Science-based concept of a good world

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Science-based concept of a good world is an overall concept about how the society, or the world at large, should be organised in such a way that people in general could live happy and resourceful lives without compromising the needs of others. The concept is based on an assumption that by means of the scientific method, it is possible to obtain good solutions to this problem. According to the science-based concept of a good world, the role of science is to support policy making at all levels of the society by building on best available knowledge and means. In this context policy is to be understood in an abstract sense as a principle or guideline for action in a specific everyday-world context. Policies are implemented in different sectors of the everyday-world, such as public agencies, the civil society or the private sector. [1] [2] Even if it were not even possible to find ultimate single solutions to problems by means of science, the approach is useful in identifying and rejecting many policies that apparently fulfill the objectives stated by the society, but actually do not hold against scientific criticism. Science-based policy would thus be beneficial in avoiding many political and societal mistakes.

There could also be even more profound importance of the approach. Is it so that the possible science-based concepts tend to converge to a limited set of solutions? If this is true, then it were even more important to take the science-based concept as the guiding rule of the policy-making as this would result in policies not only being good policies, but also predictable policies. In this case, anyone could try to find solutions that converge to the scientifically-reasoned policies, and it were significantly easier to predict which direction the actual policy-making is eventually going. This would provide a great advantage in a free-market world, as this pave the way for market efforts to aim at the same values as are expressed in the society, and to develop practical tools for implementing the well-founded and predictable policies.

Information about solutions is a powerful means of supporting effective action, but:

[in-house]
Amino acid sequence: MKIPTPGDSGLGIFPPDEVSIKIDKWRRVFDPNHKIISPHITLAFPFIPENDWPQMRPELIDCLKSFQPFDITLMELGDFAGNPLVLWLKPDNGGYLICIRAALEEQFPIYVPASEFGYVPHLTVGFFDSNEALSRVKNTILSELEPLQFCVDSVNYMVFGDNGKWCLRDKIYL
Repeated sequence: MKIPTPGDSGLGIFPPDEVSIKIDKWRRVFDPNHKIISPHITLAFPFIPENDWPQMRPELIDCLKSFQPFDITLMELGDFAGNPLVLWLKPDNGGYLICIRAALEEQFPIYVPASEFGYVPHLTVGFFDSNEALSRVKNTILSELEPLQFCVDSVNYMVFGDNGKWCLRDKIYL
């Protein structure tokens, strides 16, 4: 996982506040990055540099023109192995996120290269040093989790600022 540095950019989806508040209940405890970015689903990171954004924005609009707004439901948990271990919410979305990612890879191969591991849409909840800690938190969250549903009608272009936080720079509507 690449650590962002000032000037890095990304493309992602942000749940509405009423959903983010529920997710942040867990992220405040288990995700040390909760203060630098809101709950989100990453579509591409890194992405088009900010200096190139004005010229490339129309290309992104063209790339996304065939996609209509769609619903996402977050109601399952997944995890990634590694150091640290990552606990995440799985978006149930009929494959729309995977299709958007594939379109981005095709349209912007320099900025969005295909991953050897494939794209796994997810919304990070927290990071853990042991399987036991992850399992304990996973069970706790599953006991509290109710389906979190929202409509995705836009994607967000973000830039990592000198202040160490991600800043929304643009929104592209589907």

• The information must be about true solutions to real problems.
  • The information must be available to and understood by the decision-makers.
  • The information must be available to and understood by those who control those who make decisions (in a democracy, the citizens).
  • The decision-makers must know that the citizens known what they should do and expect them to do it.

Science-based concept of a good world should not be confused with technocracy. Instead, it is an idea that is founded on open direct democracy. Although the current practice of science is quite opposite to its ideal of being a completely open endeavor, the science-based concept of a good world builds on that ideal. The possibilities of global open collaboration, unconstrained by limitations in time and space, provided by the modern communication technology, enable unlimited participation in developing policies based on best available knowledge and means. Conversely, the best available knowledge and means are not a limited set of entities in the reach or control of only few, but dispersed among the society. Science-based concept of a good world thus both enables and necessitates openness. It is a concept closely related to that of Open society contemplated by e.g. Henri Bergson and Karl Popper [3], but also that of open research, attempting to compile them into a functional operationalization of direct democracy, and institutionalization of using scientific means and methods to support decision making upon societally relevant matters.

Some of the main hindrances in moving towards open global systems that aim for what is portrayed by the science-based concept of a good world are the societal practices of rewarding people for their actions. Typical examples are in particular monetary rewards, but also rewarding scientific merit, which both have a common tendency of often directing the actions of members of society astray to aiming for goals, or choosing means for achieving these goals, whose societal acceptability would easily be rejected in an open systematic scrutiny. A more general and open rewarding system based on respect is needed to support open collaboration according to the science-based concept of a good world. Both a respect theory and a respect currency to operationalize the theory, need to be developed.

See also


  1. Clark, T. 2002. The policy process: A practical guide for natural resource professionals, Yale University Press.
  2. Pohl, C. 2008. From science to policy through transdisciplinary research. Environmental Science and Policy. Elsevier.
  3. Popper, K., "The Open Society and Its Enemies, Volume One", Routledge (1945, reprint 2006), chapter 10 part I